A Treatise on the Law of Negotiable Instruments: Including Bills of Exchange; Promissory Notes; Negotiable Bonds and Coupons; Checks; Bank Notes; Certificates of Deposit; Certificates of Stock; Bills of Credit; Bills of Lading; Guaranties; Letters of Credit and Circular Notes, Volumen1
Baker, Voorhis & Company, 1886
"Including bills of exchange ; promissory notes ; negotiable bonds and coupons ; checks ; bank notes ; certificates of deposit ; certificates of stock ; bills of credit ; bills of lading ; guaranties ; letters of credit ; and circular notes."--T.p.
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acceptance acceptor action agent Allen amount appear apply assignment authority Bank bill of exchange bill or note bind blank bound Brown Byles Chitty on Bills City Clark collection consideration considered contract corporation County court debt defendant delivered demand draw drawer drawn Edwards effect England equity evidence executed express face fact firm funds give given Grat hands held Hill holder implied indorsement instrument intended interest Johns Jones liable maker Mass ment Merchants necessary negotiable notice original paid party payable payee payment Penn person plaintiff presented principal promise promissory note prove question reason received recover regarded respect rule saying seems signed Smith statute Story on Bills sufficient suit third Thompson tion transfer United unless valid void Wall Wend written York
Página 2 - that the laws of the several States, except where the constitution, treaties, or statutes of the United States shall otherwise require or provide, shall be regarded as rules of decision in trials at common law in the courts of the United States, in cases where they apply.
Página 3 - ... strictly limited to local statutes and local usages of the character before stated, and does not extend to contracts and other instruments of a commercial nature, the true interpretation and effect whereof are to be sought, not in the decisions of the local tribunals, but in the general principles and doctrines of commercial jurisprudence.
Página 336 - A corporation is an artificial being, invisible, intangible, and existing only in contemplation of law. Being the mere creature of law. it possesses only those properties which the charter of its creation confers upon it, either expressly, or as incidental to its very existence.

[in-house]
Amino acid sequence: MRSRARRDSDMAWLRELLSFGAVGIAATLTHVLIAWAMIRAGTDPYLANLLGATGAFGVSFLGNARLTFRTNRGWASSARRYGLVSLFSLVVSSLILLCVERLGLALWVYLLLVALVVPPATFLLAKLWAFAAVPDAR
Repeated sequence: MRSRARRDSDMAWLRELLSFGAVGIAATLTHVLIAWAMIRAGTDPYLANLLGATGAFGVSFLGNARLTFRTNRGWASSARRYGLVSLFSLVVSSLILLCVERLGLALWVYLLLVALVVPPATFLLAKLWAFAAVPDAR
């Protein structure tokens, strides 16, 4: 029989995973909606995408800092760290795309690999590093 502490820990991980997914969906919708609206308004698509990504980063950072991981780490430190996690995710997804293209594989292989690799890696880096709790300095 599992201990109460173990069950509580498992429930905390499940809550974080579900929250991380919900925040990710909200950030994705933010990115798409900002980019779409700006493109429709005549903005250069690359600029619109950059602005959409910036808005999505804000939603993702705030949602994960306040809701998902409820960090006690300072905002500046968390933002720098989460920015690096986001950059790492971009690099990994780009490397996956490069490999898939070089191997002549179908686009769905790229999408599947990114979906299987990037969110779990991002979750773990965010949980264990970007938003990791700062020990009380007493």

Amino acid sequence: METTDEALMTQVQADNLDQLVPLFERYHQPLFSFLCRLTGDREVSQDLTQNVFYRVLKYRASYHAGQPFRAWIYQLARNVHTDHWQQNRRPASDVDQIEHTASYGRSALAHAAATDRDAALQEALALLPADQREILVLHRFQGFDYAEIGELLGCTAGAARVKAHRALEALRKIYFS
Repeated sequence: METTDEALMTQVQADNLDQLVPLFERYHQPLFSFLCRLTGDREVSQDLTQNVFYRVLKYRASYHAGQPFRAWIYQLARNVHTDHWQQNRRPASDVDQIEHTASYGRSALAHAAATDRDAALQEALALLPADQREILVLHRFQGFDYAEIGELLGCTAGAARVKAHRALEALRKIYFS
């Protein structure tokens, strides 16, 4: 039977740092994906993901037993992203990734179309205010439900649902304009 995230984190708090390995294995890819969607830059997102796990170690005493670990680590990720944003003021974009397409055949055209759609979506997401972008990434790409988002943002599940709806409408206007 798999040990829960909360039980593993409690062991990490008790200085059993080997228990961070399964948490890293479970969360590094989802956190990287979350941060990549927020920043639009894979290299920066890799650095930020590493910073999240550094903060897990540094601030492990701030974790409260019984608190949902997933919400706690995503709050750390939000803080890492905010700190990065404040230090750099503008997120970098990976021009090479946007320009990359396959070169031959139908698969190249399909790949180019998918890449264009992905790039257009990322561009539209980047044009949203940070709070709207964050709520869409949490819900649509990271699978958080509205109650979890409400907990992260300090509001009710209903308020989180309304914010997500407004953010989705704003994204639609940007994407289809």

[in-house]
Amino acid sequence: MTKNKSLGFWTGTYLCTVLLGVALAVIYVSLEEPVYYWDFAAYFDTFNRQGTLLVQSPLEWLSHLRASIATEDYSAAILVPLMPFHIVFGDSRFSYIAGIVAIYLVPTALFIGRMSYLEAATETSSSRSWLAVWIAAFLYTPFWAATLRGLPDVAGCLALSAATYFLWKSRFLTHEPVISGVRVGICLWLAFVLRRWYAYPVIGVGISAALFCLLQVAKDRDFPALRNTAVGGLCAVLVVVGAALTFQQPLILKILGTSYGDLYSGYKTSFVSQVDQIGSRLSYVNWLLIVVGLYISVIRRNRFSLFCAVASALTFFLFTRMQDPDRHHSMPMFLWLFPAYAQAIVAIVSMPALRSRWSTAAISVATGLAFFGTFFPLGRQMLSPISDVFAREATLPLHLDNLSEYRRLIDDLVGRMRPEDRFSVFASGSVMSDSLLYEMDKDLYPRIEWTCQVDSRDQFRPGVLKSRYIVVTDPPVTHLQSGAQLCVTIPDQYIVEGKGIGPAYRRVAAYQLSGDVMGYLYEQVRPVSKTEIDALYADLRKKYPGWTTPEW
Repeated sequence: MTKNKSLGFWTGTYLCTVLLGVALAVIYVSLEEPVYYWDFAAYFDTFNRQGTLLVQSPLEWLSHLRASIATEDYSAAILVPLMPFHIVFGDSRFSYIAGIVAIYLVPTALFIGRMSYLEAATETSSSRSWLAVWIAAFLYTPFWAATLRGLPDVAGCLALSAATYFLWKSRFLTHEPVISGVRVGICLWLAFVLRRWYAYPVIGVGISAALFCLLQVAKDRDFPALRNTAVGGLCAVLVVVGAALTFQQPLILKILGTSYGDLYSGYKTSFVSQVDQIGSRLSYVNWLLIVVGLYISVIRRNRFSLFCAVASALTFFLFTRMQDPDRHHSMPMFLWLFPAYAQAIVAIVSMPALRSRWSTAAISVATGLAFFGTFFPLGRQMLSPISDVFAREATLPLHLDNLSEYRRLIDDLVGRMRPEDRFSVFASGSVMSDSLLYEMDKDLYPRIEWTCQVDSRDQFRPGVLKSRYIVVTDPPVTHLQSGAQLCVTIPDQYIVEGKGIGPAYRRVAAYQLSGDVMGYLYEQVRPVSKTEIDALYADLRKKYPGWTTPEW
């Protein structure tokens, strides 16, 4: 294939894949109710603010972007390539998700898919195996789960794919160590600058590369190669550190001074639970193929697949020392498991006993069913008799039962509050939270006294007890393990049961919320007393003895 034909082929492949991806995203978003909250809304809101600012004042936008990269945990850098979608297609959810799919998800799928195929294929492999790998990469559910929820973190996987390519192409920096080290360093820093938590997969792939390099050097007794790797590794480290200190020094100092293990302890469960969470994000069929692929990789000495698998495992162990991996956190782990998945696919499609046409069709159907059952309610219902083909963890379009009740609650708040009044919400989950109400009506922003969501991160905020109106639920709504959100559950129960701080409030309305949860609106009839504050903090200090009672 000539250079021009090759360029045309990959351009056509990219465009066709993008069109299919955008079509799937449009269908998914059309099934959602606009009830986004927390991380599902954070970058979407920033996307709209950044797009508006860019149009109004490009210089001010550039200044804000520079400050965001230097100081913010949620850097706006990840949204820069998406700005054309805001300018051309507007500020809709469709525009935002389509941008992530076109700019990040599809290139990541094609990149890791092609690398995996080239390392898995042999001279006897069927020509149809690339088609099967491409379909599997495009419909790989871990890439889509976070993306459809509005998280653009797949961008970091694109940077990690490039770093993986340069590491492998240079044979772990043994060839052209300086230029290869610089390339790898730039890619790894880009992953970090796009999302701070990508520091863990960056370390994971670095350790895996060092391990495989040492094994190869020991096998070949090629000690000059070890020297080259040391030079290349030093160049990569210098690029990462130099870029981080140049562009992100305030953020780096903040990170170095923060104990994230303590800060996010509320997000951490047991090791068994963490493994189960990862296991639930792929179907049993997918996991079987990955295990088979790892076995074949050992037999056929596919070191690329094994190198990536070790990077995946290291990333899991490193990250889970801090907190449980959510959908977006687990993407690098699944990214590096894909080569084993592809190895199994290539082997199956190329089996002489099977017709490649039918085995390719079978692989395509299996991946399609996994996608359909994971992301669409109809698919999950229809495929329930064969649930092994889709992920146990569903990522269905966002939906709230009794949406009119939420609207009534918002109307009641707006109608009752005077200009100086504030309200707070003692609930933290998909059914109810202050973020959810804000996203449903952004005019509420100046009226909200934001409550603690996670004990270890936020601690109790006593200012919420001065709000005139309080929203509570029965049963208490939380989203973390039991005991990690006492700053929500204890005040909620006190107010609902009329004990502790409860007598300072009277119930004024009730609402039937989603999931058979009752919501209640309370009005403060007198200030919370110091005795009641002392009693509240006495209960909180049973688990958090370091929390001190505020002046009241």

Página 116 - Bill of exchange (foreign) or letter of credit (including orders by telegraph or otherwise for the payment of money issued by express or other companies or any person or persons), drawn in but payable out of the United States...
Página 744 - We may lay it down, as a broad general principle, that wherever one of two innocent persons must suffer by the act of a third, he who has enabled such third person to occasion the loss must sustain it.
Página 649 - ... breach of warranty. But it would be better to distinguish such cases as a non-compliance with a contract which a party has engaged to fulfil ; as, if a man offers to buy peas of another, and he sends him beans, he does not perform his contract; but that is not a warranty, there is no warranty that he should sell him peas ; the contract is to sell peas, and if he sends him anything else in their stead, it is a non-performance of it.
Página 379 - The officers of the bank are held out to the public as having authority to act, according to the general usage, practice, and course of...
Página 199 - I know of no case in which it has been held that the surplus, after the particular purpose is answered, forms part of the personal estate, so as to pass by the residuary bequest.
Página 479 - Upon a review of the cases which are reported, this court is of opinion that a letter written within a reasonable time before or after the date of a bill of exchange, describing it in terms not to be mistaken, and promising to accept it, is, if shown to the person who afterwards takes the bill on the credit of the letter, a virtual acceptance binding the person who makes the promise.
Página 3 - Undoubtedly, the decisions of the local tribunals upon such subjects are entitled to, and will receive, the most deliberate attention and respect of this court; but they cannot furnish positive rules, or conclusive authority, by which our own judgments are to be bound up and governed.